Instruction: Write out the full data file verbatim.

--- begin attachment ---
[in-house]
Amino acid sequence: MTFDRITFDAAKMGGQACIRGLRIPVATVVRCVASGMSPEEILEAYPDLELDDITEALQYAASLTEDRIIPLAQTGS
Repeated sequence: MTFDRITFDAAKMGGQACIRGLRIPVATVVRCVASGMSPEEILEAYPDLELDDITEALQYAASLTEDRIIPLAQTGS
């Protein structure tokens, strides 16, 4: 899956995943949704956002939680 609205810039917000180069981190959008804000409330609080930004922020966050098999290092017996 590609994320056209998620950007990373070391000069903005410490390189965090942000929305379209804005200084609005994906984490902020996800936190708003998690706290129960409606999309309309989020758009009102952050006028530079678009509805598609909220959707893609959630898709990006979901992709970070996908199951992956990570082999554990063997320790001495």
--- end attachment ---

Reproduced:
[in-house]
Amino acid sequence: MTFDRITFDAAKMGGQACIRGLRIPVATVVRCVASGMSPEEILEAYPDLELDDITEALQYAASLTEDRIIPLAQTGS
Repeated sequence: MTFDRITFDAAKMGGQACIRGLRIPVATVVRCVASGMSPEEILEAYPDLELDDITEALQYAASLTEDRIIPLAQTGS
């Protein structure tokens, strides 16, 4: 899956995943949704956002939680 609205810039917000180069981190959008804000409330609080930004922020966050098999290092017996 590609994320056209998620950007990373070391000069903005410490390189965090942000929305379209804005200084609005994906984490902020996800936190708003998690706290129960409606999309309309989020758009009102952050006028530079678009509805598609909220959707893609959630898709990006979901992709970070996908199951992956990570082999554990063997320790001495």